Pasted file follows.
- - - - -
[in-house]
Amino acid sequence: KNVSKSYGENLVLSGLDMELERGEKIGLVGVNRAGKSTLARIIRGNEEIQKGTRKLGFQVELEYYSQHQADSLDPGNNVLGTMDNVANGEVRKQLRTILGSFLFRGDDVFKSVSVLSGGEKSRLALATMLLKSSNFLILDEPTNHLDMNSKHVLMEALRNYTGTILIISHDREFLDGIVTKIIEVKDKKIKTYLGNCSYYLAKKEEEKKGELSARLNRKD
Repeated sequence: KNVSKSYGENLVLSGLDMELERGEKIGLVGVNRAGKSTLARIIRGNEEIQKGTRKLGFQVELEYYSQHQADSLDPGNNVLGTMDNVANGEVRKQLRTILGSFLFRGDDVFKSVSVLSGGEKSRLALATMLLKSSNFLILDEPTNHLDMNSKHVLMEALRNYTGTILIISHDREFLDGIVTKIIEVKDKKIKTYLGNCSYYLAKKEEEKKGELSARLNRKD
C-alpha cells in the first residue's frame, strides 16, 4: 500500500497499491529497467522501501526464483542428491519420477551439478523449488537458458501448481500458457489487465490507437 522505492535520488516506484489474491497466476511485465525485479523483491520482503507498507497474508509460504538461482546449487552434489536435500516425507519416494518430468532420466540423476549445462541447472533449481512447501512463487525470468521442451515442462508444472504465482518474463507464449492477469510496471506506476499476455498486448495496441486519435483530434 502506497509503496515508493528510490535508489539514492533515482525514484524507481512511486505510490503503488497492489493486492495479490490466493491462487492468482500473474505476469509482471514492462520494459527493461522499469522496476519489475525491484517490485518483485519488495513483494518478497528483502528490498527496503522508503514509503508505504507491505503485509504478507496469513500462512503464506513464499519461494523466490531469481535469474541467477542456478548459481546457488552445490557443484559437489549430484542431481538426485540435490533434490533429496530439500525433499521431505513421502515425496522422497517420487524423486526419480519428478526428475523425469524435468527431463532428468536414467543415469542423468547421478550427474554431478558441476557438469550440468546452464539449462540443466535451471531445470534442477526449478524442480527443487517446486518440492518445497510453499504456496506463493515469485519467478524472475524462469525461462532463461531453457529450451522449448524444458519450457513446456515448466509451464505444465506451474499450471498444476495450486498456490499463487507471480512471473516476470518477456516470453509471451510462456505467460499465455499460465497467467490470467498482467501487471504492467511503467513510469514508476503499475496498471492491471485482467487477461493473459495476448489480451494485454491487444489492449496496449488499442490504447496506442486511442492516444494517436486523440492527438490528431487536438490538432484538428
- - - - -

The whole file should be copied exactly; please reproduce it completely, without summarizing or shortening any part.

[in-house]
Amino acid sequence: KNVSKSYGENLVLSGLDMELERGEKIGLVGVNRAGKSTLARIIRGNEEIQKGTRKLGFQVELEYYSQHQADSLDPGNNVLGTMDNVANGEVRKQLRTILGSFLFRGDDVFKSVSVLSGGEKSRLALATMLLKSSNFLILDEPTNHLDMNSKHVLMEALRNYTGTILIISHDREFLDGIVTKIIEVKDKKIKTYLGNCSYYLAKKEEEKKGELSARLNRKD
Repeated sequence: KNVSKSYGENLVLSGLDMELERGEKIGLVGVNRAGKSTLARIIRGNEEIQKGTRKLGFQVELEYYSQHQADSLDPGNNVLGTMDNVANGEVRKQLRTILGSFLFRGDDVFKSVSVLSGGEKSRLALATMLLKSSNFLILDEPTNHLDMNSKHVLMEALRNYTGTILIISHDREFLDGIVTKIIEVKDKKIKTYLGNCSYYLAKKEEEKKGELSARLNRKD
C-alpha cells in the first residue's frame, strides 16, 4: 500500500497499491529497467522501501526464483542428491519420477551439478523449488537458458501448481500458457489487465490507437 522505492535520488516506484489474491497466476511485465525485479523483491520482503507498507497474508509460504538461482546449487552434489536435500516425507519416494518430468532420466540423476549445462541447472533449481512447501512463487525470468521442451515442462508444472504465482518474463507464449492477469510496471506506476499476455498486448495496441486519435483530434 502506497509503496515508493528510490535508489539514492533515482525514484524507481512511486505510490503503488497492489493486492495479490490466493491462487492468482500473474505476469509482471514492462520494459527493461522499469522496476519489475525491484517490485518483485519488495513483494518478497528483502528490498527496503522508503514509503508505504507491505503485509504478507496469513500462512503464506513464499519461494523466490531469481535469474541467477542456478548459481546457488552445490557443484559437489549430484542431481538426485540435490533434490533429496530439500525433499521431505513421502515425496522422497517420487524423486526419480519428478526428475523425469524435468527431463532428468536414467543415469542423468547421478550427474554431478558441476557438469550440468546452464539449462540443466535451471531445470534442477526449478524442480527443487517446486518440492518445497510453499504456496506463493515469485519467478524472475524462469525461462532463461531453457529450451522449448524444458519450457513446456515448466509451464505444465506451474499450471498444476495450486498456490499463487507471480512471473516476470518477456516470453509471451510462456505467460499465455499460465497467467490470467498482467501487471504492467511503467513510469514508476503499475496498471492491471485482467487477461493473459495476448489480451494485454491487444489492449496496449488499442490504447496506442486511442492516444494517436486523440492527438490528431487536438490538432484538428